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Rules of Attachment.

Photo by Plush Design Studio on Unsplash

It’s said that you don’t get your picture made in Hollywood without having a star or two attached. The assumption is that there’s much less financial risk when stars are officially involved. Their pricey names on a one-sheet or TV ad or above a neon marquee practically guarantee ticket sales in both the U.S. and abroad.

Conclusion number 1? Movie stars mean something. Though what that something is can sometimes be vague in the development process. Oh. And it’s just a matter of how you define “attached.”

In my career, I’ve had loads of stars attached to my movie projects. At the risk of appearing like a shameless name-dropper, let me list a few. I hope by the end of the paragraph you’ll get my point. The attach-ees have been: Al Pacino, Julia Roberts, Edward Norton, John Travolta, Sean Penn, Catherine Zeta Jones, Samuel L. Jackson, Robert Downey, Jr., Mark Wahlberg, Don Cheadle, Eric Bana, Katherine Heigl, Patrick Swayze, Vin Diesel, Nicholas Cage, and probably a load more if I had a better memory. However, if you look at my humble list of picture credits, you will easily ascertain that none of those mega-watt marquee names above have yet appeared in anything I’ve written.

And you thought I said movie stars mean something. Fact is, they do. But only if you explain things back to front.

First, the obvious. A studio or financier loves my screenplay, has a director in mind as well a budget. Offers are made to the star via his/her appointed representatives. The star and/or agent show interest, prices and terms are negotiated, contracts sealed, and production dates set. Into speedy production we venture forth. Though the preceding can sound laborious and potentially full of pitfalls, it can actually move with a surprising efficiency. This is due to a simple axiom. The money is both in place and liquid. The time-tested profit incentive is not only hard at work, it’s cranking overtime as other agents, managers and lawyers—and of course, their valued clients—queue up just in case the negotiations with the current star don’t come to contractual fruition.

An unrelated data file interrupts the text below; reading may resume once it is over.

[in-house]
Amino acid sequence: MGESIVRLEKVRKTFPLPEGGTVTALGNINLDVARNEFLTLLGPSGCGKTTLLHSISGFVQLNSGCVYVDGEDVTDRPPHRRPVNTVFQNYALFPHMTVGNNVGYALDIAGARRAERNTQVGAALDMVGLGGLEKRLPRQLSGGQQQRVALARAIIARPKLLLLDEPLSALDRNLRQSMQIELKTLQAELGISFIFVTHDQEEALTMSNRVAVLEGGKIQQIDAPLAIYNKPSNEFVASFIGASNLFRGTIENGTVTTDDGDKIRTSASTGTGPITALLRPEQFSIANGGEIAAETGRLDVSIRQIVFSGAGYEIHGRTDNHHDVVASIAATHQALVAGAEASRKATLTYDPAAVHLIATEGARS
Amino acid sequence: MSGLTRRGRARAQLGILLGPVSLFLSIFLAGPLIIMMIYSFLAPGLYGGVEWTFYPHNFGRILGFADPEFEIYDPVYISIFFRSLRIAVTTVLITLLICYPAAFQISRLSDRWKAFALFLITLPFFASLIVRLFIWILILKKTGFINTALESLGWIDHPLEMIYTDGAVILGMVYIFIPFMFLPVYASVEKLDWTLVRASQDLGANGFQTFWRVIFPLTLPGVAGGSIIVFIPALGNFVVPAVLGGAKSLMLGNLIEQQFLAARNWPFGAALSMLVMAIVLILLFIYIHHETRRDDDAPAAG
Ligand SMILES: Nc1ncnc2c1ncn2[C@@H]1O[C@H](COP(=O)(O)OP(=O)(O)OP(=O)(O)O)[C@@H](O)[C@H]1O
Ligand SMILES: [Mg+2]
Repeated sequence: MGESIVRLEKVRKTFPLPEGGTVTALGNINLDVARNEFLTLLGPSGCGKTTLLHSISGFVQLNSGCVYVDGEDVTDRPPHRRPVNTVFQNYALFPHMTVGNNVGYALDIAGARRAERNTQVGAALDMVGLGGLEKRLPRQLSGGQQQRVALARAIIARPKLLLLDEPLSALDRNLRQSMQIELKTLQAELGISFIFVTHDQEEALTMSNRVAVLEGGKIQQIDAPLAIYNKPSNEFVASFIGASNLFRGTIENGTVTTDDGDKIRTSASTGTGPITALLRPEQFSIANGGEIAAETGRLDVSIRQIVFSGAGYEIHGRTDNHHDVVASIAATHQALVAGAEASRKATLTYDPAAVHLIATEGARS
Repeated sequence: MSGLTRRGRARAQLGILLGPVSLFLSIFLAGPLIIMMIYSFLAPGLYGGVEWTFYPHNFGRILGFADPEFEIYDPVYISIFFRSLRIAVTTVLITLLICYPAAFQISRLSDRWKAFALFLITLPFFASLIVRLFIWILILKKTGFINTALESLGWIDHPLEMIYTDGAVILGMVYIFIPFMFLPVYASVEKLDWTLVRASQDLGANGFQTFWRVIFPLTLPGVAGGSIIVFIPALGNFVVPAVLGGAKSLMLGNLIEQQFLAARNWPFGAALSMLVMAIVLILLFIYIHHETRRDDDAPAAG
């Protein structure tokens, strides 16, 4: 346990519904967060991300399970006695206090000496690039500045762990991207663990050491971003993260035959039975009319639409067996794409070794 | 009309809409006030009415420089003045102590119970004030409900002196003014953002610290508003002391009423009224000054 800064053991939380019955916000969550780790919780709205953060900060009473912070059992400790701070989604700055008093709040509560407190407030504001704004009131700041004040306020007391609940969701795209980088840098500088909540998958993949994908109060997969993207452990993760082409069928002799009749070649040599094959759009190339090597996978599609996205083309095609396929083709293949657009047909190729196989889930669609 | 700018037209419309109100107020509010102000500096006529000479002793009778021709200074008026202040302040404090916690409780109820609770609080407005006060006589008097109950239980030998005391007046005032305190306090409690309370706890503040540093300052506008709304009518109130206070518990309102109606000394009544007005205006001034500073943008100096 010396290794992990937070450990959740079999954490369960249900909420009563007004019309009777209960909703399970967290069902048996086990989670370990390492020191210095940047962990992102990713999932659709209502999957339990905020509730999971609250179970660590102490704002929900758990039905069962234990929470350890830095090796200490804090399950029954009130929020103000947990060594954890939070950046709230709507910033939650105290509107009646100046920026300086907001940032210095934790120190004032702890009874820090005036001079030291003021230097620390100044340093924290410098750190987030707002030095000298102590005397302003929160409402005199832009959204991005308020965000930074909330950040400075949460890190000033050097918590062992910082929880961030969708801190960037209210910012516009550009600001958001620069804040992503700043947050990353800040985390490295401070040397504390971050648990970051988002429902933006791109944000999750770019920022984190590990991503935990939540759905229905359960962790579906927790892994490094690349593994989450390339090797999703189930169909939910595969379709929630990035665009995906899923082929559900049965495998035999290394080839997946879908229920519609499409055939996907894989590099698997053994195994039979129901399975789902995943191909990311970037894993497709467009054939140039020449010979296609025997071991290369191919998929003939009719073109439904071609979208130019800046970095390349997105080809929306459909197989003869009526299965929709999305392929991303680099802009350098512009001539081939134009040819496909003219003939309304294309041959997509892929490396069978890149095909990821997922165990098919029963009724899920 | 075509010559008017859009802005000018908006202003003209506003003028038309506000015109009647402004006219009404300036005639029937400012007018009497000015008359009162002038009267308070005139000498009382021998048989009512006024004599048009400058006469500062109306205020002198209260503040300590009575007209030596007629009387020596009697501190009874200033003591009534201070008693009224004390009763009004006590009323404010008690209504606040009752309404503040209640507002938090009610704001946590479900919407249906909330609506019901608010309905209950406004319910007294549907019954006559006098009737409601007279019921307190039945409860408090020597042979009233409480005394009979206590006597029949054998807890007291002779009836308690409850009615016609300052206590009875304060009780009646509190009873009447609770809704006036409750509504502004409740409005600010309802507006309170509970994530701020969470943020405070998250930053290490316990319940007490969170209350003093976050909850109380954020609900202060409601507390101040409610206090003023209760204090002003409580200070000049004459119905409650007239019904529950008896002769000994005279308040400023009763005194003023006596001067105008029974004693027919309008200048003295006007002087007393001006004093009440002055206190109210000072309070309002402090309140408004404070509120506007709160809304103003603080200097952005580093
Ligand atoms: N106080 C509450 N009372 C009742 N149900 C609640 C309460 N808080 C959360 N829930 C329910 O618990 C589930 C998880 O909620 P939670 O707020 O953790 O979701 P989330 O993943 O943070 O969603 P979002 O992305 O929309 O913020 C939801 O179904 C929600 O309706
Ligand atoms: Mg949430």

Conclusion number 2? If your money ain’t real, a star’s attachment is dubious. They or their reps have read my script, waved their magic wands across it as something they approve of and, if circumstances and stacks of cash in the correct amount find their way to the table, a movie might come from it.

Emphasis on might.

But why the hell not? A movie-star-maybe is a sight better than a flat-out rejection. And now, with the famous name attached to my screenplay, reps can shop it to producers, studios and money men anxious to sink their dollars into the next big hit.

Seems simple enough. The aforementioned process is kind of sexy. If Nicole Kidman or Scarlet Johansson were perfume, my screenplay might have been infused with a scent musky enough to attract foreign investors. A movie might actually come out of this if the game wasn’t so inflexibly slow.

How slow? Like sucking crude oil through a cocktail straw kind of slow. And here’s why.

In-demand actors and directors generally keep two separate stacks of scripts. Sometimes metaphorically. Other times, I’m talking actual stacks in their offices or bedrooms or beside the lounger by the pool.

Imagine it this way. Some years and two residences ago, the War Department and I lived in a San Fernando Valley bungalow that was across the street from a house rented by director Kevin Reynolds (Robin Hood: Prince of Thieves, Waterworld). One afternoon, Kevin invited me over for a beer or two. I recall noticing what was clearly his reading seat; something like a worn tartan armchair that was flanked by two stacks of screenplays; a short collection of maybe five or six scripts and a much taller heap that appeared to contain twenty or more.

“What’s that?” I innocently asked. “Read and unread?”

“No,” drawled Kevin, first pointing to the small pile. “Bona fide offers on this side, not-offers on the other.”

“So the big stack is just to see if you’re interested?” I clarified.

“Yeah,” he said. “Attach myself. See what happens.”